The United States and Western Europe since 1945: From "Empire" by Invitation to Transatlantic Drift

By Geir Lundestad | Go to book overview

3 The Atlantic Community, Germany's Role, and Western Europe's Integration, 1950-1962

America's Domination and Europe's Centrality

After the uncertainties of the very first years after 1945, the US had gradually developed clear-cut objectives for Western Europe. On the whole, it was able to secure these objectives, by far the single most important of which was to limit Soviet expansion. After the “fall” of Czechoslovakia in 1948, no European country joined the Soviet bloc. To fight “Soviet Communism” the resources of the United States and Western Europe had to be coordinated. To Washington this meant that Western Europe had to be fitted into an Atlantic framework. NATO was the most important part of this framework; originally set up on European initiative, once, in March 1948, London had persuaded Washington to commit itself to the idea of an Atlantic security organization, the United States was to heavily influence, sometimes to decide more or less on its own, the policies of this organization: who the members were to be, its military strategy, its overall attitude towards the Soviet Union, and, to a much lesser extent, the level of defense spending in the member countries. With the American system of domination went a comprehensive system of US bases including virtually every allied country, from the wide network of such bases in West Germany and Britain and to the “facilities” to be used in times of crisis in Denmark and Norway. 1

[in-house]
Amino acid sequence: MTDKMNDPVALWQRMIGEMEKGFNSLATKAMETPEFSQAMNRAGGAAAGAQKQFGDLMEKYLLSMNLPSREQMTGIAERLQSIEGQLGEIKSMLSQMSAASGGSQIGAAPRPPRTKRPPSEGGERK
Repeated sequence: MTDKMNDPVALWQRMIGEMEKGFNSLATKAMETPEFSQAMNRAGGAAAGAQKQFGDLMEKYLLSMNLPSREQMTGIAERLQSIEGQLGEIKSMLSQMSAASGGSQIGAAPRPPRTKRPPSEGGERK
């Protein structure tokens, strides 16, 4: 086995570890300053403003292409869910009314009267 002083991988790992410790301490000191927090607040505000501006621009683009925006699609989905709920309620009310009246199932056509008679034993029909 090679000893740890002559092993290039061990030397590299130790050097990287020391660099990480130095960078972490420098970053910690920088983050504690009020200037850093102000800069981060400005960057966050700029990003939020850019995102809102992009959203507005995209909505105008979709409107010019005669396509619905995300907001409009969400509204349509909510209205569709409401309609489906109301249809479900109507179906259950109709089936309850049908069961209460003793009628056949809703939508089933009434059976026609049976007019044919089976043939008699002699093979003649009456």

From 1950 it also became essential for the United States to have the larger part of Germany, West Germany, on its side even militarily, either directly in the form of West Germany's membership in NATO or, more indirectly, by its membership in a European defense organization which in turn was linked to NATO. European integration was under no circumstance to lead to an independent “third force, ” but was to be part of the Atlantic structure under America's leadership.

On the domestic side, America's overriding goal was to keep the Communists and their “fellow-travellers” out of power. On the right, fascists and extreme nationalists were also to be excluded. With the small exception of Iceland in 1956-8, where a leftist bloc including Communists actually participated in the

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